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  • Smythe & Cross Front Desk

Jewelry 101: How to care for that first precious ring

From the Los Altos Town Crier

Originally published August 28, 2020

By: Khatchig Jingirian

For millennia, people have given rings as a sign of love and commitment. And for an individual wearer, they often come to symbolize a lifetime of memories. If you have just received a new ring, congratulations – you now own a precious object that will carry memories as you make them. Following are some tips on how to care for your new treasure.

• Daily wear. While rings are usually made of durable substances such as metal and gemstones, you want to take care when doing certain daily activities. Wearing your rings while gardening can cause damage, because oil and other debris can scratch the metal and gemstones and get lodged in small crevices. You also will want to remove your rings when exercising to prevent your ring from getting bent or crushed by any weights or handlebars, which are usually made of stronger materials.

• Cleaning at home. Cleaning your rings on a regular basis will not only make them look their best, but also will prolong their life. Regular cleaning at home will remove oily residues left behind by hand lotion, soaps or anything your hands come into contact with. It also will prevent buildup around the prongs that, when mixed with dust and dirt, creates a fairly abrasive substance that can slowly wear away at the metal.

To make a simple cleaning solution at home, mix 1/2 teaspoon mild dish detergent with 1 cup warm water. Let your jewelry soak in the mixture for 10-15 minutes and brush lightly with a soft toothbrush. Once cleaned, you can dry your ring or other items with a soft terry-cloth towel. If you are concerned about sensitive stones (emeralds, opals, etc.), it’s always best to consult your jeweler before doing any cleaning.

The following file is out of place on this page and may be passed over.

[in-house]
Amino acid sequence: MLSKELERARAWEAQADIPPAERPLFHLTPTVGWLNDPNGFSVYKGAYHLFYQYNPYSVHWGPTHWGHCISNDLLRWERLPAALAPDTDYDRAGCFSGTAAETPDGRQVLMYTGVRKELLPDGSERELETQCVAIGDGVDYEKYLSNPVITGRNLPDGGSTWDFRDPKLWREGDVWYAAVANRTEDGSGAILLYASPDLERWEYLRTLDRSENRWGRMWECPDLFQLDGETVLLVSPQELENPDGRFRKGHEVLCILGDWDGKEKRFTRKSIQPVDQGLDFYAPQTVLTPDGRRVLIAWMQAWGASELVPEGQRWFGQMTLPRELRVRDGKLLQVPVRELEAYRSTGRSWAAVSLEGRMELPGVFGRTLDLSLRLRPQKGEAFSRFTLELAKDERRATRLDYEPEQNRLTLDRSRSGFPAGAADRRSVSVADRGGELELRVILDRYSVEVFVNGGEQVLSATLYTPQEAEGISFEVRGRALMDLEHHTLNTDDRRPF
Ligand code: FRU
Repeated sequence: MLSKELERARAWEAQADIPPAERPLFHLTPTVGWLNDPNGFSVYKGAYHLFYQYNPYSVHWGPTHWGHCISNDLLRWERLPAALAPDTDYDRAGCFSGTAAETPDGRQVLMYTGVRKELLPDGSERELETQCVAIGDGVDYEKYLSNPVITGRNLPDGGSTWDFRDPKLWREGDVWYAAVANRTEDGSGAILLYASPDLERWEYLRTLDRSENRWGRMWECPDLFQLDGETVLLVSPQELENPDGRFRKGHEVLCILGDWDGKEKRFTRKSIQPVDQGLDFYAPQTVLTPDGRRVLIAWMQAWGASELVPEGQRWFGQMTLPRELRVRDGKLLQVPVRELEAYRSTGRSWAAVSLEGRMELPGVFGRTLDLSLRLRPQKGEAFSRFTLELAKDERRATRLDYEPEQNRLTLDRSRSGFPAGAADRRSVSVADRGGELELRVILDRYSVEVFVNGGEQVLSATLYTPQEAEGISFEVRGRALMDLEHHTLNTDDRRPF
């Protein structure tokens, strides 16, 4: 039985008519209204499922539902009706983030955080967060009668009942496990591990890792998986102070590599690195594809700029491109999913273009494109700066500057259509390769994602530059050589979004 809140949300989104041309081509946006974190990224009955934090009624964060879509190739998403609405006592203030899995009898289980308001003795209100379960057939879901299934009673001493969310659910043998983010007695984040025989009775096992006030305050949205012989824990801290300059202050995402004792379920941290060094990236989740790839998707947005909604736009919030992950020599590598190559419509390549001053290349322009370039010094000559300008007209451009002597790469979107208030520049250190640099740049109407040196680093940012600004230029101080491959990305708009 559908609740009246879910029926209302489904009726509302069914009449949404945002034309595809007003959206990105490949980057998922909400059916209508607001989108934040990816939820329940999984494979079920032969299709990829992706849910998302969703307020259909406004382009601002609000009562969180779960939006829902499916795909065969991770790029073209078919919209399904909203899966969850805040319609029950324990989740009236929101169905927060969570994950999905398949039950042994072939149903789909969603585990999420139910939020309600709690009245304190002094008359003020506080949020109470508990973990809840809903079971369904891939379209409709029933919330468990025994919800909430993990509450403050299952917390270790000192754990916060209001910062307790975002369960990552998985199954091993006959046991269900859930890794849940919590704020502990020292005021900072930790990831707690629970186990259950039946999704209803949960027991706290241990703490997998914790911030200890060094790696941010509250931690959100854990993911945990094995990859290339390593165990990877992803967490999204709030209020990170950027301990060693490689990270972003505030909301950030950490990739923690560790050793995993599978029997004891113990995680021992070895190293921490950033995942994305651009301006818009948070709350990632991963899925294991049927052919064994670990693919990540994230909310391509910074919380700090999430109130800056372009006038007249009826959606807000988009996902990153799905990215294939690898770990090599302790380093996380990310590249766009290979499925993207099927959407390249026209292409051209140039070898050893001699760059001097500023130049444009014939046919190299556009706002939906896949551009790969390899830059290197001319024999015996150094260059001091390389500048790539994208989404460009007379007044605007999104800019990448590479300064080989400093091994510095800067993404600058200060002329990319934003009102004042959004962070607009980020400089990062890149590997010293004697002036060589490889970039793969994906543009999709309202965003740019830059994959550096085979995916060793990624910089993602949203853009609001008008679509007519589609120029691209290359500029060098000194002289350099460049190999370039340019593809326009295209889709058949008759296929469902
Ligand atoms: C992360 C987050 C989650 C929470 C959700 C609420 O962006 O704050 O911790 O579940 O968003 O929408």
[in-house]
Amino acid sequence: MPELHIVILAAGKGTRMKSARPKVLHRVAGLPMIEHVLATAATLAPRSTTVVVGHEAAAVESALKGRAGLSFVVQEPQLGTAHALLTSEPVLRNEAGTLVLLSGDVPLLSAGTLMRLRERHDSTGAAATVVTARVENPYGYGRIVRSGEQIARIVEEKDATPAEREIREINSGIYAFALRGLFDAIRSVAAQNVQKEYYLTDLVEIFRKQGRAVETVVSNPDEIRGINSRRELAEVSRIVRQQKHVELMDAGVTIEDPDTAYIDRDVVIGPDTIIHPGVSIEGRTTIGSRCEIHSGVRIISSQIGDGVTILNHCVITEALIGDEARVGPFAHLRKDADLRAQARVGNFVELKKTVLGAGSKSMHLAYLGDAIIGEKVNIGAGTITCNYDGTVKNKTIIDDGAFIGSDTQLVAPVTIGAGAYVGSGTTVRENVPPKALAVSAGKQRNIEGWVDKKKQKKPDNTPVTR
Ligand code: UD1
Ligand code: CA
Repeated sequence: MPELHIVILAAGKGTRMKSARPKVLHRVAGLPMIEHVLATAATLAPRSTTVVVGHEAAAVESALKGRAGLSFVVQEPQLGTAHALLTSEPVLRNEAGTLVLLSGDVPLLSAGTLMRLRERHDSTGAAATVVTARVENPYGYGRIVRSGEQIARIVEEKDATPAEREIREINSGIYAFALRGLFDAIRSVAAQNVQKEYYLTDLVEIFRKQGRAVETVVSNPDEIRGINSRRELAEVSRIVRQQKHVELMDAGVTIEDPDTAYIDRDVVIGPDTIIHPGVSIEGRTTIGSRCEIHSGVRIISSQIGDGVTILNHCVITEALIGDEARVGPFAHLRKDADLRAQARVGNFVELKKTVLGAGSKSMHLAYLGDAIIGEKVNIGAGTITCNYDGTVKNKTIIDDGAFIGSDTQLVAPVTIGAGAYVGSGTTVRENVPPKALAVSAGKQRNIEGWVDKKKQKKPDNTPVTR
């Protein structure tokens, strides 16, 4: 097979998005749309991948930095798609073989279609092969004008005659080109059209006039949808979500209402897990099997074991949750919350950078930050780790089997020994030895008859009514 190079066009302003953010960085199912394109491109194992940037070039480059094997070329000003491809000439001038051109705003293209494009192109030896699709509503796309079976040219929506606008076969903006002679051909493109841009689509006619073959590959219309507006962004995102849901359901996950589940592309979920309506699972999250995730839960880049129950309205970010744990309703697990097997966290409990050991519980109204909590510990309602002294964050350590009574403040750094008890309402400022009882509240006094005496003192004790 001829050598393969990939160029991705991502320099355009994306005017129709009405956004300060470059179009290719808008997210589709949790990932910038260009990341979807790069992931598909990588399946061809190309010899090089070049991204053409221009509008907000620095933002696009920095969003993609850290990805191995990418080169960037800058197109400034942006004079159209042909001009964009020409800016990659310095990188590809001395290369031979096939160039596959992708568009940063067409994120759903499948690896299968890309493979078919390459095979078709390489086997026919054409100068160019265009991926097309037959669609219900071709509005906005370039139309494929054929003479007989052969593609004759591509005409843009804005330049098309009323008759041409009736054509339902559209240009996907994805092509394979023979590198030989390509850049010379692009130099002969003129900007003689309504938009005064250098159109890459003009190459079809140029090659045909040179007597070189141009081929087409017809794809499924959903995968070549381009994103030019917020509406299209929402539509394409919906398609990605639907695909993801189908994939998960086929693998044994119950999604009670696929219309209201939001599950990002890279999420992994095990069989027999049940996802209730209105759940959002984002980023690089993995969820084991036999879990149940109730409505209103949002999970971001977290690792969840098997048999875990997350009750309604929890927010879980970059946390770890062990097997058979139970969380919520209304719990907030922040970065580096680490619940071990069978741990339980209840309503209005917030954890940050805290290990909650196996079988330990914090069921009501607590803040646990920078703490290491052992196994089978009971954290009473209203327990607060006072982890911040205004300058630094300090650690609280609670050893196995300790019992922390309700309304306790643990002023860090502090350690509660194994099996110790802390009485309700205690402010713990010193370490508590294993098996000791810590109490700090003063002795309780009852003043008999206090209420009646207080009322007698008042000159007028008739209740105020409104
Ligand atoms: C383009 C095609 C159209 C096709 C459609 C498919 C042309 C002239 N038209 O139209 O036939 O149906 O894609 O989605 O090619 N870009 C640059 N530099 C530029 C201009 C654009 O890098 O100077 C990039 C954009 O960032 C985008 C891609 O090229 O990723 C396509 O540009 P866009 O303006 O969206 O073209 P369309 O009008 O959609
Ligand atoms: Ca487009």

• Check in with a jeweler. You will definitely want to have your jewelry inspected at least twice a year by a jewelry professional. Jewelers will use a jeweler’s loupe (a special magnifying lens) or a gemological microscope to inspect your jewelry. Most jewelry stores will do this at no cost and check to make sure all of your stones are nice and tight. They also will let you know if you have any chips or cracks (yes, stones, even diamonds, can chip or crack with wear) and advise you on necessary repairs to ensure your jewelry remains in tip-top shape. Many jewelers also will clean your ring for free.

• Insure your jewelry. Accidents do happen, so it’s always advisable to insure your more precious jewelry items. Many insurance companies offer policies for jewelry that is lost, stolen or even damaged. You will need an insurance replacement document or appraisal that outlines the details of your jewelry and provides a replacement value. Most jewelers can provide you with this documentation at the time your item is purchased, and usually at no cost. If you don’t have any documentation, seek out a jeweler that uses a credentialed appraiser.

Khatchig Jingirian is president of Smythe & Cross Fine Jewelry, 350 Main St., Los Altos. For more information, visit

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